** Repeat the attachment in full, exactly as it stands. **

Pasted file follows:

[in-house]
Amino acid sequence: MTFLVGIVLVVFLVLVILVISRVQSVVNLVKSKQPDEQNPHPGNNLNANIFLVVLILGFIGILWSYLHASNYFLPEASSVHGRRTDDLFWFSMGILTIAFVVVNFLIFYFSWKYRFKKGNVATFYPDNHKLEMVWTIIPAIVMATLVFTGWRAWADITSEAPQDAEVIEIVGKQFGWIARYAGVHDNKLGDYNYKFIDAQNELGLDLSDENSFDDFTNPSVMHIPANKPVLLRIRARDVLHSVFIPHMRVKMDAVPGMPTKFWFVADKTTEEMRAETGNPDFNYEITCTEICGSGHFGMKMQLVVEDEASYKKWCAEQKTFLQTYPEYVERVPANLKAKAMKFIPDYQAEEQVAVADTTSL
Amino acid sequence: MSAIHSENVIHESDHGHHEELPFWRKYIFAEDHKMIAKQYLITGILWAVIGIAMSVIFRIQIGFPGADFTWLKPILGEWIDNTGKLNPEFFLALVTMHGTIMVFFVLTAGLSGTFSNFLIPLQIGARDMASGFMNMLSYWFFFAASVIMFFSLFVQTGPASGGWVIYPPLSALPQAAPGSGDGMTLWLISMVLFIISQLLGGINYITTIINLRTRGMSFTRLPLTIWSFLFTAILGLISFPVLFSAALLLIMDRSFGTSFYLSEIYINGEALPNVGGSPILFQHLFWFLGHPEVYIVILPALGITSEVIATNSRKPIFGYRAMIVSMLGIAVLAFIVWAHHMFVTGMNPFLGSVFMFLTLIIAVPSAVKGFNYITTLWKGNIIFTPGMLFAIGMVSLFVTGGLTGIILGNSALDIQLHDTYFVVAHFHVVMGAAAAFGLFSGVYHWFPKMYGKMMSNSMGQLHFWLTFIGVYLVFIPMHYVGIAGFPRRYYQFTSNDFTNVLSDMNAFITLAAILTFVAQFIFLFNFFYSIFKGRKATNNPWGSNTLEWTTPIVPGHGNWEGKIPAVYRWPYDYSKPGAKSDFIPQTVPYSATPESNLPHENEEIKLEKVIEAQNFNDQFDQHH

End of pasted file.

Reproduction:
[in-house]
Amino acid sequence: MTFLVGIVLVVFLVLVILVISRVQSVVNLVKSKQPDEQNPHPGNNLNANIFLVVLILGFIGILWSYLHASNYFLPEASSVHGRRTDDLFWFSMGILTIAFVVVNFLIFYFSWKYRFKKGNVATFYPDNHKLEMVWTIIPAIVMATLVFTGWRAWADITSEAPQDAEVIEIVGKQFGWIARYAGVHDNKLGDYNYKFIDAQNELGLDLSDENSFDDFTNPSVMHIPANKPVLLRIRARDVLHSVFIPHMRVKMDAVPGMPTKFWFVADKTTEEMRAETGNPDFNYEITCTEICGSGHFGMKMQLVVEDEASYKKWCAEQKTFLQTYPEYVERVPANLKAKAMKFIPDYQAEEQVAVADTTSL
Amino acid sequence: MSAIHSENVIHESDHGHHEELPFWRKYIFAEDHKMIAKQYLITGILWAVIGIAMSVIFRIQIGFPGADFTWLKPILGEWIDNTGKLNPEFFLALVTMHGTIMVFFVLTAGLSGTFSNFLIPLQIGARDMASGFMNMLSYWFFFAASVIMFFSLFVQTGPASGGWVIYPPLSALPQAAPGSGDGMTLWLISMVLFIISQLLGGINYITTIINLRTRGMSFTRLPLTIWSFLFTAILGLISFPVLFSAALLLIMDRSFGTSFYLSEIYINGEALPNVGGSPILFQHLFWFLGHPEVYIVILPALGITSEVIATNSRKPIFGYRAMIVSMLGIAVLAFIVWAHHMFVTGMNPFLGSVFMFLTLIIAVPSAVKGFNYITTLWKGNIIFTPGMLFAIGMVSLFVTGGLTGIILGNSALDIQLHDTYFVVAHFHVVMGAAAAFGLFSGVYHWFPKMYGKMMSNSMGQLHFWLTFIGVYLVFIPMHYVGIAGFPRRYYQFTSNDFTNVLSDMNAFITLAAILTFVAQFIFLFNFFYSIFKGRKATNNPWGSNTLEWTTPIVPGHGNWEGKIPAVYRWPYDYSKPGAKSDFIPQTVPYSATPESNLPHENEEIKLEKVIEAQNFNDQFDQHH